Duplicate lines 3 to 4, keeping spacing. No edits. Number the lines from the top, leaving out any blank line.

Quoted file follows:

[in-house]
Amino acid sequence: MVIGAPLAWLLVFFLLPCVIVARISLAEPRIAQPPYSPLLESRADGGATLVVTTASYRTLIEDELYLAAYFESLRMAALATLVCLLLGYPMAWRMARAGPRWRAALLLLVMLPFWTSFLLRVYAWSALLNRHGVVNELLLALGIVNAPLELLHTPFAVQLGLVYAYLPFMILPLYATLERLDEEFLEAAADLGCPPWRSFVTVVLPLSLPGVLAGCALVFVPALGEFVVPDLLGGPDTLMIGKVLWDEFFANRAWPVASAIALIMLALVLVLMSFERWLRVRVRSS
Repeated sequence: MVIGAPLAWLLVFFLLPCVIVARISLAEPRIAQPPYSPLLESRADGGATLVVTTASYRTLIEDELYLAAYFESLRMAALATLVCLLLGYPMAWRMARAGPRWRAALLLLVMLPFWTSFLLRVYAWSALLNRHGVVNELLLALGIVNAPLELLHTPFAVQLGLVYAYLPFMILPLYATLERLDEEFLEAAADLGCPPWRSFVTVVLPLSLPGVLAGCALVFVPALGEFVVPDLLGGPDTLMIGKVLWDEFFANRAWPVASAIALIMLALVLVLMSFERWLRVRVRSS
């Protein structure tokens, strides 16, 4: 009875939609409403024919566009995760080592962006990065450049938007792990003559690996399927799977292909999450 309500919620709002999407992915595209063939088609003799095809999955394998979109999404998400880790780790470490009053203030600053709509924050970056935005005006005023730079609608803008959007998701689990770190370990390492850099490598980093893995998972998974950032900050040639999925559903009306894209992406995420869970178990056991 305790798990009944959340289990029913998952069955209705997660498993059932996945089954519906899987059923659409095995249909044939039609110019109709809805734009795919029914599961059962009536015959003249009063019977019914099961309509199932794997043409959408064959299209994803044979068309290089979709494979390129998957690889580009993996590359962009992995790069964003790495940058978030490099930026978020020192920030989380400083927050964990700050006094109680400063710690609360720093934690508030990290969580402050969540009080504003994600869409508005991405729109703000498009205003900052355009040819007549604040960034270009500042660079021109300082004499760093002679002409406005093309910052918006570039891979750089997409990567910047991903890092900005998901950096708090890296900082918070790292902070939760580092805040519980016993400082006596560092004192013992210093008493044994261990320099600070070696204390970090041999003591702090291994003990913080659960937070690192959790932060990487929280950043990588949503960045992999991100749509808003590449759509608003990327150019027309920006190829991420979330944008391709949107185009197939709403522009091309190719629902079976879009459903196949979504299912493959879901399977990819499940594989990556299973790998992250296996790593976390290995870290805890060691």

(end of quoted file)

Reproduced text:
Repeated sequence: MVIGAPLAWLLVFFLLPCVIVARISLAEPRIAQPPYSPLLESRADGGATLVVTTASYRTLIEDELYLAAYFESLRMAALATLVCLLLGYPMAWRMARAGPRWRAALLLLVMLPFWTSFLLRVYAWSALLNRHGVVNELLLALGIVNAPLELLHTPFAVQLGLVYAYLPFMILPLYATLERLDEEFLEAAADLGCPPWRSFVTVVLPLSLPGVLAGCALVFVPALGEFVVPDLLGGPDTLMIGKVLWDEFFANRAWPVASAIALIMLALVLVLMSFERWLRVRVRSS
């Protein structure tokens, strides 16, 4: 009875939609409403024919566009995760080592962006990065450049938007792990003559690996399927799977292909999450 309500919620709002999407992915595209063939088609003799095809999955394998979109999404998400880790780790470490009053203030600053709509924050970056935005005006005023730079609608803008959007998701689990770190370990390492850099490598980093893995998972998974950032900050040639999925559903009306894209992406995420869970178990056991 305790798990009944959340289990029913998952069955209705997660498993059932996945089954519906899987059923659409095995249909044939039609110019109709809805734009795919029914599961059962009536015959003249009063019977019914099961309509199932794997043409959408064959299209994803044979068309290089979709494979390129998957690889580009993996590359962009992995790069964003790495940058978030490099930026978020020192920030989380400083927050964990700050006094109680400063710690609360720093934690508030990290969580402050969540009080504003994600869409508005991405729109703000498009205003900052355009040819007549604040960034270009500042660079021109300082004499760093002679002409406005093309910052918006570039891979750089997409990567910047991903890092900005998901950096708090890296900082918070790292902070939760580092805040519980016993400082006596560092004192013992210093008493044994261990320099600070070696204390970090041999003591702090291994003990913080659960937070690192959790932060990487929280950043990588949503960045992999991100749509808003590449759509608003990327150019027309920006190829991420979330944008391709949107185009197939709403522009091309190719629902079976879009459903196949979504299912493959879901399977990819499940594989990556299973790998992250296996790593976390290995870290805890060691």